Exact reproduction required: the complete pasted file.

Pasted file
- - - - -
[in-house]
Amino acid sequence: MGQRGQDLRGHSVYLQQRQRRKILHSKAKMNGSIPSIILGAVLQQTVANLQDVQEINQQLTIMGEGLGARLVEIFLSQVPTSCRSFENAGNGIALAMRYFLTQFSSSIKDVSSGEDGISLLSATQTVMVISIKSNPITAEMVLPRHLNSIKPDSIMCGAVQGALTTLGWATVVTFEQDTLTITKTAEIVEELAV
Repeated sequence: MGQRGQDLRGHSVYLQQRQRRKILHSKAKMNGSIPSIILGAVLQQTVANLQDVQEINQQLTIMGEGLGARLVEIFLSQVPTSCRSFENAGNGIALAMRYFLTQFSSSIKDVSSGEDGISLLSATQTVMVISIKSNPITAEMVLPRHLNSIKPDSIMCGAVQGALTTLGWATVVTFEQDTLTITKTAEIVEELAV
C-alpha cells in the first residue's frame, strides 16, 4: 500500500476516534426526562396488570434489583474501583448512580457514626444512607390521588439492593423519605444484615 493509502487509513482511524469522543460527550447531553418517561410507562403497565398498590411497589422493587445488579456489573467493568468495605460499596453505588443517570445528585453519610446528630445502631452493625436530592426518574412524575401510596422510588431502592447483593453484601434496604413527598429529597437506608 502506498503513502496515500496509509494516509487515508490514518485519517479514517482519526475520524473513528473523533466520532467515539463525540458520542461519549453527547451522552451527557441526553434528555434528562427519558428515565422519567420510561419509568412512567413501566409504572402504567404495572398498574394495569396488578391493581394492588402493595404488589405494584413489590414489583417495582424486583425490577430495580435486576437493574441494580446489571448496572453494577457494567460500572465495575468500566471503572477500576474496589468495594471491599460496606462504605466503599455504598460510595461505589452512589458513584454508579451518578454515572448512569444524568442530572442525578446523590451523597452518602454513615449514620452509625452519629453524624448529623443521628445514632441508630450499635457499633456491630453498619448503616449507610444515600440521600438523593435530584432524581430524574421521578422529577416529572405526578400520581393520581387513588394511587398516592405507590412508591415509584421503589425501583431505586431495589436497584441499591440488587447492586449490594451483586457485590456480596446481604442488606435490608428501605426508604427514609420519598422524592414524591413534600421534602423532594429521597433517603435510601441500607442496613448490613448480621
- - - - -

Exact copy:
[in-house]
Amino acid sequence: MGQRGQDLRGHSVYLQQRQRRKILHSKAKMNGSIPSIILGAVLQQTVANLQDVQEINQQLTIMGEGLGARLVEIFLSQVPTSCRSFENAGNGIALAMRYFLTQFSSSIKDVSSGEDGISLLSATQTVMVISIKSNPITAEMVLPRHLNSIKPDSIMCGAVQGALTTLGWATVVTFEQDTLTITKTAEIVEELAV
Repeated sequence: MGQRGQDLRGHSVYLQQRQRRKILHSKAKMNGSIPSIILGAVLQQTVANLQDVQEINQQLTIMGEGLGARLVEIFLSQVPTSCRSFENAGNGIALAMRYFLTQFSSSIKDVSSGEDGISLLSATQTVMVISIKSNPITAEMVLPRHLNSIKPDSIMCGAVQGALTTLGWATVVTFEQDTLTITKTAEIVEELAV
C-alpha cells in the first residue's frame, strides 16, 4: 500500500476516534426526562396488570434489583474501583448512580457514626444512607390521588439492593423519605444484615 493509502487509513482511524469522543460527550447531553418517561410507562403497565398498590411497589422493587445488579456489573467493568468495605460499596453505588443517570445528585453519610446528630445502631452493625436530592426518574412524575401510596422510588431502592447483593453484601434496604413527598429529597437506608 502506498503513502496515500496509509494516509487515508490514518485519517479514517482519526475520524473513528473523533466520532467515539463525540458520542461519549453527547451522552451527557441526553434528555434528562427519558428515565422519567420510561419509568412512567413501566409504572402504567404495572398498574394495569396488578391493581394492588402493595404488589405494584413489590414489583417495582424486583425490577430495580435486576437493574441494580446489571448496572453494577457494567460500572465495575468500566471503572477500576474496589468495594471491599460496606462504605466503599455504598460510595461505589452512589458513584454508579451518578454515572448512569444524568442530572442525578446523590451523597452518602454513615449514620452509625452519629453524624448529623443521628445514632441508630450499635457499633456491630453498619448503616449507610444515600440521600438523593435530584432524581430524574421521578422529577416529572405526578400520581393520581387513588394511587398516592405507590412508591415509584421503589425501583431505586431495589436497584441499591440488587447492586449490594451483586457485590456480596446481604442488606435490608428501605426508604427514609420519598422524592414524591413534600421534602423532594429521597433517603435510601441500607442496613448490613448480621